The economy is getting better. This is a fact. Just 25 percent of the American people believe that the economy is getting better. This is also a fact. Here’s where it gets complicated: These two facts are not contradictory. One can have a recovering economy that fails, at least initially, to bring meaningful improvement to the lives of most Americans.
Meghan Barr of the Associated Press gets to the heart of the matter today in a story you should read, if only because this dynamic is likely to explain the poll results in this fall’s midterm elections. Barr begins her story this way:
TWINSBURG, Ohio – The clerk at the candy shop does not want to cry. She is determinedly cheerful, a professional smiler, dressed head to toe in bright turquoise. But standing next to a display of plastic-wrapped candles and teddy bears, her face crumples at the most basic of questions: Are you doing OK?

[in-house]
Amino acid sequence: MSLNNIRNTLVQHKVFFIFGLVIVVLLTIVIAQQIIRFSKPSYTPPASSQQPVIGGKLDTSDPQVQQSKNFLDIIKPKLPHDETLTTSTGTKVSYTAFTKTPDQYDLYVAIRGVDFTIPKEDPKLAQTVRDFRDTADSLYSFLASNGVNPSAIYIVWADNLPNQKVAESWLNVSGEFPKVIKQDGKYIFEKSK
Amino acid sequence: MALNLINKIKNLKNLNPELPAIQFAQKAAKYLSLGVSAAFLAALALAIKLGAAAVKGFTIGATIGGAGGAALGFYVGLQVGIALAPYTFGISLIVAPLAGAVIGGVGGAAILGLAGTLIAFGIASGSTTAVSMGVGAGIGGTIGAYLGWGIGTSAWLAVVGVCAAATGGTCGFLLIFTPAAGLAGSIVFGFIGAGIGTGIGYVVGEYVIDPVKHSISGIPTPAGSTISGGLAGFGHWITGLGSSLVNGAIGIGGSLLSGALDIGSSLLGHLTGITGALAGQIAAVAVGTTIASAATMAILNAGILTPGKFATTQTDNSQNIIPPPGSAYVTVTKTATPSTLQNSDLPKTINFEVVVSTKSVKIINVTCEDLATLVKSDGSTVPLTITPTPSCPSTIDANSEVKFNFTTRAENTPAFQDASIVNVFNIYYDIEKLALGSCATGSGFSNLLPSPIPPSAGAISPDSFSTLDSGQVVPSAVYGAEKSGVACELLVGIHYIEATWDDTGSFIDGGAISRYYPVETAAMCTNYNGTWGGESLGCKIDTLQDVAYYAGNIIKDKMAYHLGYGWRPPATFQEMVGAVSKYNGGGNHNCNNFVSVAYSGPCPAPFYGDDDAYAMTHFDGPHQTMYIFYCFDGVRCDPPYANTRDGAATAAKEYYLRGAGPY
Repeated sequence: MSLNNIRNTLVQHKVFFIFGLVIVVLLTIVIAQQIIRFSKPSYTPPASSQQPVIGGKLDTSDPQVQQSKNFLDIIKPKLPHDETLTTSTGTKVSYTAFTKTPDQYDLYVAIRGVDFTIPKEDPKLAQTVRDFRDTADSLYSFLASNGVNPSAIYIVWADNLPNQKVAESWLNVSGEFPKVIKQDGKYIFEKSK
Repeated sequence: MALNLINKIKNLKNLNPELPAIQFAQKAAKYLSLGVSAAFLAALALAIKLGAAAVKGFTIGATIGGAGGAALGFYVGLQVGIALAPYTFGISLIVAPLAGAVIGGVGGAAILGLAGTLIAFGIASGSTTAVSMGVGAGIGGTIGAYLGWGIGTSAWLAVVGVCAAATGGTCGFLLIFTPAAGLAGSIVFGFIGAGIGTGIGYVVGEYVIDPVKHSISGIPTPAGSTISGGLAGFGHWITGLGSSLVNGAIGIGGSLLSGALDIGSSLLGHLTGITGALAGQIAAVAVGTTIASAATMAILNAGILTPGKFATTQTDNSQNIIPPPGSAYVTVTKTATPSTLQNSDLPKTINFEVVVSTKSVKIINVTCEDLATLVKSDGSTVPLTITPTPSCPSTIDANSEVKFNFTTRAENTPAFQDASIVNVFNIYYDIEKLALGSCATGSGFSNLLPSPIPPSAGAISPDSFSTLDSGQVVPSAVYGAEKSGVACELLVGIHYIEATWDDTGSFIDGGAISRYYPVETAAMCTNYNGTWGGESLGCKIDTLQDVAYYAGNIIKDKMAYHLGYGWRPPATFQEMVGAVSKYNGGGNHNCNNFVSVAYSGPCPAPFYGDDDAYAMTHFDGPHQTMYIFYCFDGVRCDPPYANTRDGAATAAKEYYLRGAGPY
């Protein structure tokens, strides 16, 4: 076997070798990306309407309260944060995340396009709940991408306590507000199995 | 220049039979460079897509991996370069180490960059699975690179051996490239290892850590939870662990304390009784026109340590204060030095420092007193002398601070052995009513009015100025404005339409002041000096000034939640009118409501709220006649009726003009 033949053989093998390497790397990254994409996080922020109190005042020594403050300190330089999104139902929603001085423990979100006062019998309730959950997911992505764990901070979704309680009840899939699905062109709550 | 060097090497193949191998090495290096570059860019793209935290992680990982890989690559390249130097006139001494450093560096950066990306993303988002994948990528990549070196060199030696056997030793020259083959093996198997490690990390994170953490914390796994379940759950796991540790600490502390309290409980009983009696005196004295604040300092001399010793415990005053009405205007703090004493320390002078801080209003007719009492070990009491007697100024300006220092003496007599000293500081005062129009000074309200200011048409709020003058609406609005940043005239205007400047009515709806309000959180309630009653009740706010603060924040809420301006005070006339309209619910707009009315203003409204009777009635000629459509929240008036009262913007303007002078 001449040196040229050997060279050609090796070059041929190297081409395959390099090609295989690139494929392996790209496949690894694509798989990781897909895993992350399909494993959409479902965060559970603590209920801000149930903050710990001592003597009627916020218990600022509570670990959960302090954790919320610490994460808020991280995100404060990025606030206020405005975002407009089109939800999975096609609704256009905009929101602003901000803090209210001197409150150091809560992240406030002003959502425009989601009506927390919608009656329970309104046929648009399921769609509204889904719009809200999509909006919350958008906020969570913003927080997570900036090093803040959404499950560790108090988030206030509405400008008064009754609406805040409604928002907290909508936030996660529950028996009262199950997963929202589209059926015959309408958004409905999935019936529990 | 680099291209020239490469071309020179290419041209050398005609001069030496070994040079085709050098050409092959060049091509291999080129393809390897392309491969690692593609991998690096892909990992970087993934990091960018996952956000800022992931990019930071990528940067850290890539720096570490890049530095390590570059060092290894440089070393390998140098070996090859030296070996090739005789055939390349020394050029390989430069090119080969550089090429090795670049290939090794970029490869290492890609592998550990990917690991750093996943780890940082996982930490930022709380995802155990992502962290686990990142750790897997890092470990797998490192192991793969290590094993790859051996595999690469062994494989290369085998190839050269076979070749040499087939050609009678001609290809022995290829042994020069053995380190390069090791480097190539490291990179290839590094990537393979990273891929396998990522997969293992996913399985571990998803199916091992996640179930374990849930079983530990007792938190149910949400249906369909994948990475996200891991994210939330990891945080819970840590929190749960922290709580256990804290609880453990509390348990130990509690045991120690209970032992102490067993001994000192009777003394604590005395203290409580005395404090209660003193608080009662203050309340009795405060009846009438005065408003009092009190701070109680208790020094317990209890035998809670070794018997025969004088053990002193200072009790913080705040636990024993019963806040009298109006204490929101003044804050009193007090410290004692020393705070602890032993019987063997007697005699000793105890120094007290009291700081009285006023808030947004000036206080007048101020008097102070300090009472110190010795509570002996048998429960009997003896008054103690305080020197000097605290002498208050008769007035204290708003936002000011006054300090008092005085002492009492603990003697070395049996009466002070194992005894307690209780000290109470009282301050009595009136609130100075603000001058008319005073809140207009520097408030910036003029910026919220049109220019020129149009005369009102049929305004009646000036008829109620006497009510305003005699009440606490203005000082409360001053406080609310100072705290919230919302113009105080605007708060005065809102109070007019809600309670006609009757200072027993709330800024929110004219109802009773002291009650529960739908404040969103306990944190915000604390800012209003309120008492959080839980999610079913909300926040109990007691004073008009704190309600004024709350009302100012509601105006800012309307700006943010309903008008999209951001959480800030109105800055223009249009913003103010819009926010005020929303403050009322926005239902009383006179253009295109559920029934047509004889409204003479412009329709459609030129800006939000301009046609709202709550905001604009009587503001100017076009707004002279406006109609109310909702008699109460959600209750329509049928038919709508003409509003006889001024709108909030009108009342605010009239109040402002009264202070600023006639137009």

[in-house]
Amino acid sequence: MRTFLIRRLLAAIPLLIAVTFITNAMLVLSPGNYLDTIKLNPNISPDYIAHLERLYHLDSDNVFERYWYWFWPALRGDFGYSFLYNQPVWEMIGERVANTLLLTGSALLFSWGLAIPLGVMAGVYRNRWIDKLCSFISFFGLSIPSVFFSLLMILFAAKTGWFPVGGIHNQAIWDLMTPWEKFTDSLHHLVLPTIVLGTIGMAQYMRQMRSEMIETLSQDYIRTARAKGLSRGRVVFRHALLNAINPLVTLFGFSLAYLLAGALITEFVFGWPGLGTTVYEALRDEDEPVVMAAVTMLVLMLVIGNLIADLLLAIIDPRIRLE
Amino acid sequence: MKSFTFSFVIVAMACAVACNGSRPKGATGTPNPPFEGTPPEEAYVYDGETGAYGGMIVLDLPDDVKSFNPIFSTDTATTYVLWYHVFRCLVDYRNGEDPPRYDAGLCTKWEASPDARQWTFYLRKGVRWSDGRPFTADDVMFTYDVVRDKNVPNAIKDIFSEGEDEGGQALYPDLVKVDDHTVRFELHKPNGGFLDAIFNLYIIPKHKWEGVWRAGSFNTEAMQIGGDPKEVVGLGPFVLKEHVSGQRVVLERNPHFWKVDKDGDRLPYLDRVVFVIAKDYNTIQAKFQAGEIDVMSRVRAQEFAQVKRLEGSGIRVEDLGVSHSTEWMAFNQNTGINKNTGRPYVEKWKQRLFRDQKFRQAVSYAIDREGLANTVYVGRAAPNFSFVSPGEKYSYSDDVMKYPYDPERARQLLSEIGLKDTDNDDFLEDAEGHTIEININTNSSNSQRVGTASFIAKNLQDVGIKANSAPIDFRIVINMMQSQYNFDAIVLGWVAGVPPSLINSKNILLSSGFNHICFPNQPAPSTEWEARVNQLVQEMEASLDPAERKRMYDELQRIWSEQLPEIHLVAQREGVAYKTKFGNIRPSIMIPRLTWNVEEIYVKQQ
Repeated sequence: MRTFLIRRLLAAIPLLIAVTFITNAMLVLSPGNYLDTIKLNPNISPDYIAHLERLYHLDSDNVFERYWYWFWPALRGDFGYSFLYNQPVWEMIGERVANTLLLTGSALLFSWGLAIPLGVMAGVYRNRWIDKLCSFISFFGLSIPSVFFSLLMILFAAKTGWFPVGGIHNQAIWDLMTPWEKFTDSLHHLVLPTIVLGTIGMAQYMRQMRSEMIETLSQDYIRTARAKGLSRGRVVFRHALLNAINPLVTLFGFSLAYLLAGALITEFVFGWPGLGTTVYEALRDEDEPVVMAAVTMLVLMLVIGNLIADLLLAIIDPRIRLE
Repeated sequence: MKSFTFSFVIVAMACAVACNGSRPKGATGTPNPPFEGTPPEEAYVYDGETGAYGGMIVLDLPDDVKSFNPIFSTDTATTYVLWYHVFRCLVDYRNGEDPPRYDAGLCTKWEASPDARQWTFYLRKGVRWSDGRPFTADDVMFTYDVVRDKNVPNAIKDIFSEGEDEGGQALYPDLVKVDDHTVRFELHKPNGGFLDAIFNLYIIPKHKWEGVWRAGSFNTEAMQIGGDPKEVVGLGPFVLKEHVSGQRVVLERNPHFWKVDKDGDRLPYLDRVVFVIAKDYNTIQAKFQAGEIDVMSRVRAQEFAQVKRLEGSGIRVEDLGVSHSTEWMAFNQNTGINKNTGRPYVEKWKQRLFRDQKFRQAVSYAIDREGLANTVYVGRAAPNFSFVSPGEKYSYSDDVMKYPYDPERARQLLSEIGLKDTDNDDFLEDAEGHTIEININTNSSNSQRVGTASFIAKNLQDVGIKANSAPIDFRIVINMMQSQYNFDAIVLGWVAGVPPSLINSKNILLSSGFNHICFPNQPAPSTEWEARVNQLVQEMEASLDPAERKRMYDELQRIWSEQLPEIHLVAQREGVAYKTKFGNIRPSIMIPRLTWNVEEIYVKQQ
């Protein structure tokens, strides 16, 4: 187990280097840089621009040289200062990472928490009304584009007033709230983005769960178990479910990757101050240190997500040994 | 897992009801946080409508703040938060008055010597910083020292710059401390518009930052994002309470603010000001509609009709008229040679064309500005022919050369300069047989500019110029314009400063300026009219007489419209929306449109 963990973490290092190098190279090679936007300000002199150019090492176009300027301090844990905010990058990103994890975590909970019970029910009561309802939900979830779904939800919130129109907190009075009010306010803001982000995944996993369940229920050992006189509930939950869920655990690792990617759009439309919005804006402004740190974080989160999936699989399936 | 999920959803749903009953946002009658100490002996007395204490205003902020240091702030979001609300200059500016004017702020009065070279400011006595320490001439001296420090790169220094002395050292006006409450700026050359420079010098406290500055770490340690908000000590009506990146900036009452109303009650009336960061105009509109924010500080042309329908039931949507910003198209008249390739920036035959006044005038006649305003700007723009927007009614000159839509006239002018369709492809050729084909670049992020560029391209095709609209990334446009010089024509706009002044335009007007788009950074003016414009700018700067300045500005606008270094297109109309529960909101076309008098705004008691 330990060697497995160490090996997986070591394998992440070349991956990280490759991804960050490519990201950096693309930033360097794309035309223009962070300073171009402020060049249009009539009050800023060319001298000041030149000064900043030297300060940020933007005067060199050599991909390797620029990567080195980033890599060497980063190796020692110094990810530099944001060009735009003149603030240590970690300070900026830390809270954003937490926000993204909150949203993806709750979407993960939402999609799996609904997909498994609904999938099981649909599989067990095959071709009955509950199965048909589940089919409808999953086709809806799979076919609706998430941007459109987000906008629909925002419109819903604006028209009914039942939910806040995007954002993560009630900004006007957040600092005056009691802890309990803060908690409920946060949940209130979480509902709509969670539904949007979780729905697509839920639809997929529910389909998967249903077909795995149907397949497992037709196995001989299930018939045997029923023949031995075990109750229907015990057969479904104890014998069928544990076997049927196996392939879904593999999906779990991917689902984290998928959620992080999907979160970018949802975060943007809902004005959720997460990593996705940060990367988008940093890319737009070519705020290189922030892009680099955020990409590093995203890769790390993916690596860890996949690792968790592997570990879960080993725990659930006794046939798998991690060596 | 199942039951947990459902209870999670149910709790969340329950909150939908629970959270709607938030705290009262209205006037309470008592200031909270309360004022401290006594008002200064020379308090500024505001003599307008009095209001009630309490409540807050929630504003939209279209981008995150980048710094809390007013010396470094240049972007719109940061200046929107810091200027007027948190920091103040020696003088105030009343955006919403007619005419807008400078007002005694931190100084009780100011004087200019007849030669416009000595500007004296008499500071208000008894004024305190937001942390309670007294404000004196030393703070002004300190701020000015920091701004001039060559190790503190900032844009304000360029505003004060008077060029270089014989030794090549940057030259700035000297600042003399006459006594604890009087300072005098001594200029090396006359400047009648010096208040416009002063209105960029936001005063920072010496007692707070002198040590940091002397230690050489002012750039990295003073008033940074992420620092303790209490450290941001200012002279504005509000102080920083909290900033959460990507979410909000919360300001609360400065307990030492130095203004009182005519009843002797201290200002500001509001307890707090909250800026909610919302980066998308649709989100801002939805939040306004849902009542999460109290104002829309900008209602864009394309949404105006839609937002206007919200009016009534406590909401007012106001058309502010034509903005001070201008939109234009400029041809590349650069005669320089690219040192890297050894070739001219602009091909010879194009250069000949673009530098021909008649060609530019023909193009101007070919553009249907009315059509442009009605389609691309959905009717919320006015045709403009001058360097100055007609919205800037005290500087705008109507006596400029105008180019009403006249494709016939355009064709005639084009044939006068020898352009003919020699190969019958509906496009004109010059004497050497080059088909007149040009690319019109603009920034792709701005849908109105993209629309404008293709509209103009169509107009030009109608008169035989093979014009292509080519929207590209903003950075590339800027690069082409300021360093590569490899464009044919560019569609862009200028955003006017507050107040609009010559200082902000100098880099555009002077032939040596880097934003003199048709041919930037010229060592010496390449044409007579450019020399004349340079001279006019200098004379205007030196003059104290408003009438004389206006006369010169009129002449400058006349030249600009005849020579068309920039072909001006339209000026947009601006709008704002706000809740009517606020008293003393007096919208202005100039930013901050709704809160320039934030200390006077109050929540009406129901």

“I’m sorry,” she says, wiping her eyes with a shirt sleeve, her voice a shaky whisper. “Because at the end of the month, there’s nothing left. I don’t know what to say. It’s almost getting to the point where I don’t know what we’re going to do anymore.”
For four years now, Julie Bittner has rung up customers in this little store on the charming grassy square at the heart of Twinsburg, Ohio. And from her view by the front window, she has watched the fortunes of a ransacked autoworkers’ mecca slowly drain away. Streets once teeming with people are now deserted. Some days, she says, not a soul comes through the door.
She’s seen the headlines. The recession is ending! Unemployment is stabilizing! From Wall Street to Washington, the message comes: America, the worst is over. Let the spending begin. But in places like Twinsburg — where for so many the misery goes on, unabated — people aren’t buying the rhetoric. If brighter days are ahead, they say, they’re still awaiting the dawn.
Read the whole story here.